Reply Obj. 1. Despite the fact that all have sinned, it remains in our power as believers to do good, as the Apostle Paul instructs us in Gal. 6:10 that “as we have opportunity, let us do good to all, especially to those who are of the household of faith.” Dr. Norman L. Geisler has done much good through his deeds, teachings, writings, and debates. Since good is worthy of acknowledgement and praise, it is fitting to bestow accolades upon him.

        Reply Obj. 2. Goodness can cause a thing to fittingly deserve accolades and praise in two ways. One way that a being can be the worthy of praise and admiration is because it is intrinsically good as goodness itself. But only God is goodness itself. In this way no created thing deserves praise and admiration but God alone. A second way goodness can cause a thing to fittingly deserve accolades and praise is when it, as a created being, is an instrument used of God to finitely display God’s own infinite goodness. In this way, since Dr. Norman L. Geisler has been used of God as such an instrument, it is fitting to acknowledge his achievements and to bestow upon him such accolades.

Thanks for everything you let God to do for me through you. See you later.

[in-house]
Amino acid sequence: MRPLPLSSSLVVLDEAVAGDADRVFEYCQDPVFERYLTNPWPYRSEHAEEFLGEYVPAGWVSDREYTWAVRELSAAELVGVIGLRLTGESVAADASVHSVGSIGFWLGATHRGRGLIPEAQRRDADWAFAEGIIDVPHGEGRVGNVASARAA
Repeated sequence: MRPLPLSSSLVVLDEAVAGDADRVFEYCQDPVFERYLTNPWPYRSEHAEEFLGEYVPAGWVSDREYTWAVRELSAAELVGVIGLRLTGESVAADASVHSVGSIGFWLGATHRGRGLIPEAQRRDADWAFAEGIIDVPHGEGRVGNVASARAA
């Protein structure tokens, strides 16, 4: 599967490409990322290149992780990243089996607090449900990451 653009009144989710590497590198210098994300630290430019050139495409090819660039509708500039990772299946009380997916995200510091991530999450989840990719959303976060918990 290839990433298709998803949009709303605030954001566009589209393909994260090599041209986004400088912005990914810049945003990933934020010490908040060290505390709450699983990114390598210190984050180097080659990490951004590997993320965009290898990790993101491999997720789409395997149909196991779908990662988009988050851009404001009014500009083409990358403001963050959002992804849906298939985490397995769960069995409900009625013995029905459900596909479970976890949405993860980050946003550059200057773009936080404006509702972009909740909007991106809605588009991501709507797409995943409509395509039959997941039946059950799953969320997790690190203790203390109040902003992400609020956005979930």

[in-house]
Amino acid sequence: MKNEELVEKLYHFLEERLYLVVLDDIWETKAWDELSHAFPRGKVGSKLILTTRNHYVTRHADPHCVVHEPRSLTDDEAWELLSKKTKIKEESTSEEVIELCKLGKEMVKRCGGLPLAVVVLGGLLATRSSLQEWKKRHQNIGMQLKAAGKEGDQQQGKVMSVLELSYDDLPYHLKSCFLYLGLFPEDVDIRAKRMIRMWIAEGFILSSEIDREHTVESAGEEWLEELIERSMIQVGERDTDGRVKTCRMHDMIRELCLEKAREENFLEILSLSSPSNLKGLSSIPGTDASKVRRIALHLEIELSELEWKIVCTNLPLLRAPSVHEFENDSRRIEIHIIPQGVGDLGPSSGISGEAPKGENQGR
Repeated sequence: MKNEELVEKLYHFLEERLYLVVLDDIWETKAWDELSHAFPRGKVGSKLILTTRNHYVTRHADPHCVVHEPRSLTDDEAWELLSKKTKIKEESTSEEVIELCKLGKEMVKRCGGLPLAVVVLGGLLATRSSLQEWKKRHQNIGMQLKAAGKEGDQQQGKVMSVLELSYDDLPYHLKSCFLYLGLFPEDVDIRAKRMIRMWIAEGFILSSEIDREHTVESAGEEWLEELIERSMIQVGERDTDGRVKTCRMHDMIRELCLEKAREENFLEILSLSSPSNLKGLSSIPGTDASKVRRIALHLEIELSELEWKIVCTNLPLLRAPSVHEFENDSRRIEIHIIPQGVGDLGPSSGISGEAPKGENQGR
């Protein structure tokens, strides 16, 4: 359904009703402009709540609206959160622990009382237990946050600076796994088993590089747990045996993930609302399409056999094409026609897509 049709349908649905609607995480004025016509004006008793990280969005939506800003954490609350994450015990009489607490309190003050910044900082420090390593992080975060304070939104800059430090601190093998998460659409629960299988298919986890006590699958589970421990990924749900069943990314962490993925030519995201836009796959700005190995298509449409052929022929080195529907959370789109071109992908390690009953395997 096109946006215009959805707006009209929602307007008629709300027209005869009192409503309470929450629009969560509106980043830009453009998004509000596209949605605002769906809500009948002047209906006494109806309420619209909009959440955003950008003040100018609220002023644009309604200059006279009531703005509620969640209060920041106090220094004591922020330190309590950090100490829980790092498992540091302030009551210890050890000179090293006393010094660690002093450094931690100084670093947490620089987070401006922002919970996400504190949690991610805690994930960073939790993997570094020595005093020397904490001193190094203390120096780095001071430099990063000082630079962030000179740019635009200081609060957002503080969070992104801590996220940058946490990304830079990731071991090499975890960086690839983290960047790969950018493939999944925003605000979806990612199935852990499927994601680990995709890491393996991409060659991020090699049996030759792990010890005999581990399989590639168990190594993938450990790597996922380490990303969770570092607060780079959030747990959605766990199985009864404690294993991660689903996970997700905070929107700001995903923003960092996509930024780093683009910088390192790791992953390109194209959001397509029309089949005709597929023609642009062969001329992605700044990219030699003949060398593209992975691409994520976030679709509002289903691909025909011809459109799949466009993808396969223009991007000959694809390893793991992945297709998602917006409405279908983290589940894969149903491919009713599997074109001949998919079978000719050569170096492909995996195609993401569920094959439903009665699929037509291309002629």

Richard G. Howe

Discussing Aquinas

I recently had a thoughtful young man ask me a question about God’s simplicity (the doctrine that says that God is not composed of any parts—metaphysical or otherwise), particularly in regard to God being able to freely create or freely not create. This entry, mutatis mutandis, is the heart of my admittedly too brief and undeveloped response to him.

I recently participated in a panel discussion on Aquinas’s doctrine of divine simplicity at the Evangelical Philosophical Society’s joint session with the American Academy of Religion in Denver, CO with Brian Huffling, Stephen Davis and William Lane Craig. You can watch the video on my You Tube channel here.  My paper is available here. (My overbearing “Not for Distribution” watermark on the paper is there merely to alert the reader that the paper is not finished. It still lacks some entries in the appendices.)